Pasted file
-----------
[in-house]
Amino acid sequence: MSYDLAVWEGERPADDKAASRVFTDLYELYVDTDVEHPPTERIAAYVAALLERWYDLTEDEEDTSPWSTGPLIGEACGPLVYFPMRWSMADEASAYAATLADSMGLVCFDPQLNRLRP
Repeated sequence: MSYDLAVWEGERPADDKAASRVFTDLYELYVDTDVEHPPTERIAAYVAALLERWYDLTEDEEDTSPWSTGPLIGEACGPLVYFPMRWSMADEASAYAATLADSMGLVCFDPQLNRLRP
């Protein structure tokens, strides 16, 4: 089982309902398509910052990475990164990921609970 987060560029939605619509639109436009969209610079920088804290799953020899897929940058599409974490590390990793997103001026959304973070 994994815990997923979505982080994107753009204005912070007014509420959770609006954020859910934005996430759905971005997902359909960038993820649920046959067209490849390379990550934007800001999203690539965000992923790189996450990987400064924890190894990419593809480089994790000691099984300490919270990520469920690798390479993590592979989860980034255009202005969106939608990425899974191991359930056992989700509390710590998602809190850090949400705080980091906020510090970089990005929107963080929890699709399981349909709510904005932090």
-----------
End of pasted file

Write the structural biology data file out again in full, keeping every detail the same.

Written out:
[in-house]
Amino acid sequence: MSYDLAVWEGERPADDKAASRVFTDLYELYVDTDVEHPPTERIAAYVAALLERWYDLTEDEEDTSPWSTGPLIGEACGPLVYFPMRWSMADEASAYAATLADSMGLVCFDPQLNRLRP
Repeated sequence: MSYDLAVWEGERPADDKAASRVFTDLYELYVDTDVEHPPTERIAAYVAALLERWYDLTEDEEDTSPWSTGPLIGEACGPLVYFPMRWSMADEASAYAATLADSMGLVCFDPQLNRLRP
């Protein structure tokens, strides 16, 4: 089982309902398509910052990475990164990921609970 987060560029939605619509639109436009969209610079920088804290799953020899897929940058599409974490590390990793997103001026959304973070 994994815990997923979505982080994107753009204005912070007014509420959770609006954020859910934005996430759905971005997902359909960038993820649920046959067209490849390379990550934007800001999203690539965000992923790189996450990987400064924890190894990419593809480089994790000691099984300490919270990520469920690798390479993590592979989860980034255009202005969106939608990425899974191991359930056992989700509390710590998602809190850090949400705080980091906020510090970089990005929107963080929890699709399981349909709510904005932090």